October is National Breast Cancer Awareness Month, and information about self-breast exams, mammography, and risk reduction tips are all over the media. This information is critical—prevention and early detection are two of the best defenses against breast cancer. But often, breast cancer information overlooks the LGBT community and other minorities.
Sexual, gender and other minority women are more likely to experience financial, cultural, or linguistic barriers to adequate health care. This can mean fewer doctor’s visits, mammograms, and less follow-up care.
“Breast screening is part of overall health maintenance and lesbians are less likely to go for general care for a variety of reasons, like not feeling safe in health care settings,” says Dr. Jennifer Potter, Fenway’s Director of Women’s Health.
Many women in our community who identify as lesbian, bisexual, or transgender may have more risk factors for breast cancer than their heterosexual peers. Many straight, cisgender women connect with care primarily through reproductive services and receive regular screenings, including breast exams during office visits. Because LBT women might not have children or receive reproductive care, they have fewer chances to access screening services. Furthermore, some avoid medical care due to fear of discrimination or a lack of understanding on the part of medical providers.
Transgender people especially are at risk of being excluded from breast cancer awareness information—both because our understanding of breast cancer risks for trans people is limited and because most information is framed around the experiences of cisgender women. Transgender people may not perceive risk for cancer in body parts that are not embraced or have been removed or added. But transgender women and men receiving hormone therapy may be at increased risk of breast cancer.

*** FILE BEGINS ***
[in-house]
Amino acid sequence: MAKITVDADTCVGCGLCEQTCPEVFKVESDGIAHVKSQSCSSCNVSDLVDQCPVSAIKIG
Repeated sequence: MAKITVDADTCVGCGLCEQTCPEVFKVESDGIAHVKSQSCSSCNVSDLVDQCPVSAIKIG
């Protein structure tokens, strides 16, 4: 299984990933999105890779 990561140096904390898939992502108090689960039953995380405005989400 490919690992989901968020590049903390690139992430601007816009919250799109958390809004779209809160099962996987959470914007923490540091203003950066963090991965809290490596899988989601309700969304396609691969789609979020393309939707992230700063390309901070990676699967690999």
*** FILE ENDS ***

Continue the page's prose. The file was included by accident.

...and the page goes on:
Transgender men may also feel marginalized by many breast cancer awareness campaigns, which discuss breast cancer primarily as a women’s health issue. Transgender men may feel disconnected from their breasts, or assume top surgery protects them, and therefore neglect to do breast tissue self exams. But chest reconstruction leaves some breast tissue behind, which remains susceptible to cancer. For more information about breast cancer risks for trans men and women, read or download this brochure from our Trans Health Program (PDF).
Disparities exist among other groups as well. Although African-American women have a lower incidence of breast cancer overall, they are at greater risk of dying from it. Latina women have lower rates of breast cancer diagnosis than white women, but they are more likely to be diagnosed with large tumors and late-stage breast cancer. This group is also more likely to die from breast cancer than white women. Breast cancer rates among Asian American women have increased 1.2 % every year between 1988 and 2005, and they have yet to decline. Although the mortality rates have declined among all other U.S. racial groups, they have increased among Asian American women.
One-size-fits-all messaging sometimes fails to resonate with many of the people who are affected by breast cancer. This month should also be about recognizing that every person’s experiences with breast cancer are unique, and can vary among communities. Sensitivity to culture, gender identity, and sexual orientation should be part of the conversation.
Fenway Health offers supportive, sensitive care for everyone in our community, and this fall, we’ll begin to offer screening mammography at our health center. This means patients will have more access to these important services in a safe environment.
We also know that breast cancer awareness month is about more than screening and exams. We’ll be celebrating this month with the 14th Annual Audre Lorde Cancer Awareness Brunch, where survivors and their supporters come together to celebrate, learn about cancer related issues, and nourish mind, body and spirit.
“Audre Lorde was an African American lesbian feminist poet whose willingness to share her own experiences, including those with breast cancer, increased visibility of the challenges facing our communities. She was a role model whose eloquent words inspire women to embrace their lives as who they are,” says Potter.
Learn more about the event and how to RSVP here.